President Trump’s COVID-19 comments draw reaction from San Antonio coronavirus survivors, loved ones

‘It’s careless to put it mildly,' says daughter who lost her mother

This story was originally published by KSAT12 and can be found here

SAN ANTONIO – “Don’t be afraid of Covid,” and similar recent statements made by President Donald Trump, despite his coronavirus diagnosis, were considered “careless, to put it mildly,” by Dr. Erika Gonzalez, who lost her mother to the virus in September.

Gonzalez said her father, who is dealing with the death of his wife of 51 years, is home from the hospital but relies on a tracheotomy to help him breathe because of COVID-19.

“I think that, obviously, my mom’s perspective would be you should be very afraid of the virus,” Gonzalez said.

The president and CEO of South Texas Allergy and Asthma Medical Professionals said it should be “a healthy fear, but definitely not disregard the true damage that this virus can do.”

Ron Wilkins, a noted musician and kidney transplant recipient who was finally released from the hospital in the summer after testing positive for the virus, said, “It’s not nearly as touch-and-go as it used to be.”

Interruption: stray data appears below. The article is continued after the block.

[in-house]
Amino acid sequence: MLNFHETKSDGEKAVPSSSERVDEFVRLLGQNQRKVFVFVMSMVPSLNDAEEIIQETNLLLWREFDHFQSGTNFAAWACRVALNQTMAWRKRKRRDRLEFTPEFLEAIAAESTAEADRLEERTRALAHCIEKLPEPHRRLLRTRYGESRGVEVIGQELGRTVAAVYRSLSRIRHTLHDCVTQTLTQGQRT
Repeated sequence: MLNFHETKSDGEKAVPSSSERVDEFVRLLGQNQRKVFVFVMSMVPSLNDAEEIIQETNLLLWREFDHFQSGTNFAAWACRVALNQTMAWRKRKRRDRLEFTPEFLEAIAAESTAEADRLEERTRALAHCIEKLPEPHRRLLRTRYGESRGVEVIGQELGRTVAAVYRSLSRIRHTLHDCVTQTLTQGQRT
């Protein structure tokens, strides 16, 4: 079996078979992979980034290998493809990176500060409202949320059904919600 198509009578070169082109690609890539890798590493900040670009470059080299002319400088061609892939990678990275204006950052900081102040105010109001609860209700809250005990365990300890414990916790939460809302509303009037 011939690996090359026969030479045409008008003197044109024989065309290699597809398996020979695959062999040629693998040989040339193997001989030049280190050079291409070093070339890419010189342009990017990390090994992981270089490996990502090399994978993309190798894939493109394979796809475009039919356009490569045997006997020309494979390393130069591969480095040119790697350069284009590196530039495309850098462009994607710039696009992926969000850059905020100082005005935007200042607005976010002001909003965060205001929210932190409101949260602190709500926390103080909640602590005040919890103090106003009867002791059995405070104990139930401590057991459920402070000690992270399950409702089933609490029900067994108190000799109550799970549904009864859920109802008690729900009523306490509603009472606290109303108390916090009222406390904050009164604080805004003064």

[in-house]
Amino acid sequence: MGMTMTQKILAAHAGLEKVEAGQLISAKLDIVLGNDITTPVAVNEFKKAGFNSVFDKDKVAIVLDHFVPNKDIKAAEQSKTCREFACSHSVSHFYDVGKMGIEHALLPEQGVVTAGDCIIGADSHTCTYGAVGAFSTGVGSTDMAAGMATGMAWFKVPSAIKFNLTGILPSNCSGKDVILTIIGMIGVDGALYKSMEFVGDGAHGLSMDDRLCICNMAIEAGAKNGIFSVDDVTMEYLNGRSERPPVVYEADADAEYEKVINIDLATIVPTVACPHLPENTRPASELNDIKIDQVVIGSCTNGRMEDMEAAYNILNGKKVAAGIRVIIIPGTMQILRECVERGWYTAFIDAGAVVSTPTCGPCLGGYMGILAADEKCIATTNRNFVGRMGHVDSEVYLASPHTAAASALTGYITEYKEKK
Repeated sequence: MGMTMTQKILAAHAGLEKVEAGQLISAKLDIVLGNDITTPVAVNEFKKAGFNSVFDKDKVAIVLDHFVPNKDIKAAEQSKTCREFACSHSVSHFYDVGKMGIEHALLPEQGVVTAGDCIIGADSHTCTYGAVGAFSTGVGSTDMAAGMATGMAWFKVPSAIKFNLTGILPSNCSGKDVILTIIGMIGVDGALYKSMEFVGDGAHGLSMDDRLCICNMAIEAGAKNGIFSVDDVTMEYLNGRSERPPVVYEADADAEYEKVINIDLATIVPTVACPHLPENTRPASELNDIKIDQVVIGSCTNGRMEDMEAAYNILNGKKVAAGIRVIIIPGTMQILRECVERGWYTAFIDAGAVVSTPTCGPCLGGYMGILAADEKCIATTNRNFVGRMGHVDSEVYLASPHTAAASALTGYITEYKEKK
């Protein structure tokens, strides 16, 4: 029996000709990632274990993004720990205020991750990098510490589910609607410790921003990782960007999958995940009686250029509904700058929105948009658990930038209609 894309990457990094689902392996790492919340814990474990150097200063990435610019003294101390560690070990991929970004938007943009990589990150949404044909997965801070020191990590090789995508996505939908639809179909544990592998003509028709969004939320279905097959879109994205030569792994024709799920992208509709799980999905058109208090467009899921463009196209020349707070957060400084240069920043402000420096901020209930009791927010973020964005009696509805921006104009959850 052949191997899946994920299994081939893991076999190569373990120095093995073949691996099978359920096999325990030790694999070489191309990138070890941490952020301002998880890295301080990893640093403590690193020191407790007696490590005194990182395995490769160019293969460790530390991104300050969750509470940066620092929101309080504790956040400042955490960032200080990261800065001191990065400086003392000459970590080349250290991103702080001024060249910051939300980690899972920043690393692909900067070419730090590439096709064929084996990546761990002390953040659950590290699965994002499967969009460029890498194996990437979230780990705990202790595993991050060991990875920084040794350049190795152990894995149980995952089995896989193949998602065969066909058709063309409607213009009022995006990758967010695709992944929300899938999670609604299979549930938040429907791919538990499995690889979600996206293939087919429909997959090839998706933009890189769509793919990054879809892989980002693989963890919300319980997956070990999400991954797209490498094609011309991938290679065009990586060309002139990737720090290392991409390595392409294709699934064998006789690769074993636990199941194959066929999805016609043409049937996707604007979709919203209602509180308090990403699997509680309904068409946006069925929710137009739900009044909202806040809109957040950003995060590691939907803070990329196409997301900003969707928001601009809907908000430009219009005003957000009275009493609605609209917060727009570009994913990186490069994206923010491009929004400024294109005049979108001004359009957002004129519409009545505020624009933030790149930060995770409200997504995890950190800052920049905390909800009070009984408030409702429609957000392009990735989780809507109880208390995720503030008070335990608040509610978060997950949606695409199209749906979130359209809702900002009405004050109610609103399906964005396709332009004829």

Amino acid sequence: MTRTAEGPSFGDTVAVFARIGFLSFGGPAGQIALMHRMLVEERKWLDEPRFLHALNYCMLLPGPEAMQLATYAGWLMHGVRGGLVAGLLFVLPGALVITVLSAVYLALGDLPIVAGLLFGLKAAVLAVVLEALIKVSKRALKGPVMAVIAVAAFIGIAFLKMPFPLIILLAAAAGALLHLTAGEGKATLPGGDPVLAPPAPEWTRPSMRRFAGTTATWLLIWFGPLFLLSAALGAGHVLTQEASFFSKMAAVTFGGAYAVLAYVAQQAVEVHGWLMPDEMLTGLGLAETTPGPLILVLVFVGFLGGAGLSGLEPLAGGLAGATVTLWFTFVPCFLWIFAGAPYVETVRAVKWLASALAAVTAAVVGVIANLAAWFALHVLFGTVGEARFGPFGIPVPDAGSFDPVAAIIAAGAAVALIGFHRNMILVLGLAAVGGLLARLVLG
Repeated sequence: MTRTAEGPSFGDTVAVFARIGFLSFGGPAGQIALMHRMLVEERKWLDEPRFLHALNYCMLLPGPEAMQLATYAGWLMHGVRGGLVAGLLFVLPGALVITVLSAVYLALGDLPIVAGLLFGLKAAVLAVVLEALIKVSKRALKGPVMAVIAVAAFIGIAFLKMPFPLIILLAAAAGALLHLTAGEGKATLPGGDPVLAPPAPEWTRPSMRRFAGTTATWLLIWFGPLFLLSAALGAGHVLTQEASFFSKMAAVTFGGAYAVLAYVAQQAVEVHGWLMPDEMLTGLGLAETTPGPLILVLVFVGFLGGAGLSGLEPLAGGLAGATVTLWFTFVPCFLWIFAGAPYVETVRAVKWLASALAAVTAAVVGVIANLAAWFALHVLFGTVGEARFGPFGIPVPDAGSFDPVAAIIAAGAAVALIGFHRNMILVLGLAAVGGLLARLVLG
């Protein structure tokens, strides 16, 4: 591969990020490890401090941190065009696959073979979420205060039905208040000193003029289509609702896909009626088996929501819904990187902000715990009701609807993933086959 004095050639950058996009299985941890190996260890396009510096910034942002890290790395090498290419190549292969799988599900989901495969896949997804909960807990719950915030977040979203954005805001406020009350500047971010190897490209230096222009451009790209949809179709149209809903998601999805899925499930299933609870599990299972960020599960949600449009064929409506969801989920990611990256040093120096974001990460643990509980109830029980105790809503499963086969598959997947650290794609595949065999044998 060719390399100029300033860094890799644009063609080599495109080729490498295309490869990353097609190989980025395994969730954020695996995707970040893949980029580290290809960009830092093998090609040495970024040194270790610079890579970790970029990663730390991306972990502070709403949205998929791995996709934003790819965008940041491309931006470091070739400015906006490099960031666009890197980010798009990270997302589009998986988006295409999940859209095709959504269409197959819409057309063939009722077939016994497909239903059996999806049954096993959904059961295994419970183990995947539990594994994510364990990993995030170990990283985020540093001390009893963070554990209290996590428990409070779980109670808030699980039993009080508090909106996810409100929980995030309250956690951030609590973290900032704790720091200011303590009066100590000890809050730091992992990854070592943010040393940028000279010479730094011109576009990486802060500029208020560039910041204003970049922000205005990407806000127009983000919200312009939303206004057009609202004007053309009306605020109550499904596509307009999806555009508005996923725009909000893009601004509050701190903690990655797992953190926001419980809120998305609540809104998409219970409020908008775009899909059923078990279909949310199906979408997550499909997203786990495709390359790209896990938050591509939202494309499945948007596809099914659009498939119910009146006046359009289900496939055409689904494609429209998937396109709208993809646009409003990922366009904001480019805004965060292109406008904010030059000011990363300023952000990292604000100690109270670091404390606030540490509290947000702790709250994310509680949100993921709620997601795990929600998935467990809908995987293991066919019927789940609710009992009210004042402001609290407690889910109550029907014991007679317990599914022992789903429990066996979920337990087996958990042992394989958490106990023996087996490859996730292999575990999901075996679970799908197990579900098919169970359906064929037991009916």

Wilkins is teaching trombone again at Texas State University.

“I’m more mobile and more able, but I still deal with a few aches and pains I didn’t have before,” he said. “Mentally, you know, there’s at times I’ll have these little gaps still in the thought process.”

Wilkins said he considers President Trump’s statements “a travesty.”

He said the President should tell the people who’ve already died, their friends and families, and those still suffering from COVID-19, “Don’t let it dominate your life.”

Gordon Hartman, the philanthropist and founder of Morgan’s Wonderland, said he was among the luckier ones.

Hartman said he was never hospitalized but was diagnosed with a “moderate” case of COVID-19. He later donated convalescent plasma to help others.

“I had an incredibly bad headache. I had chills, fever, coughs, a lot of typical things you hear that come with COVID,” he said. “It stuck around pretty aggressively.”

Hartman said one of the plumbers helping build Morgan Wonderland’s Camp died from COVID-19 despite being a 49-year-old man with no known health conditions.

“So to say that we can ‘look the other way’ or that ‘we’re past this’ or ‘don’t let it take control of your life,’ I would say is something that has to be definitely heard with much caution,” Hartman said. “It’s something that does need to be taken very seriously.”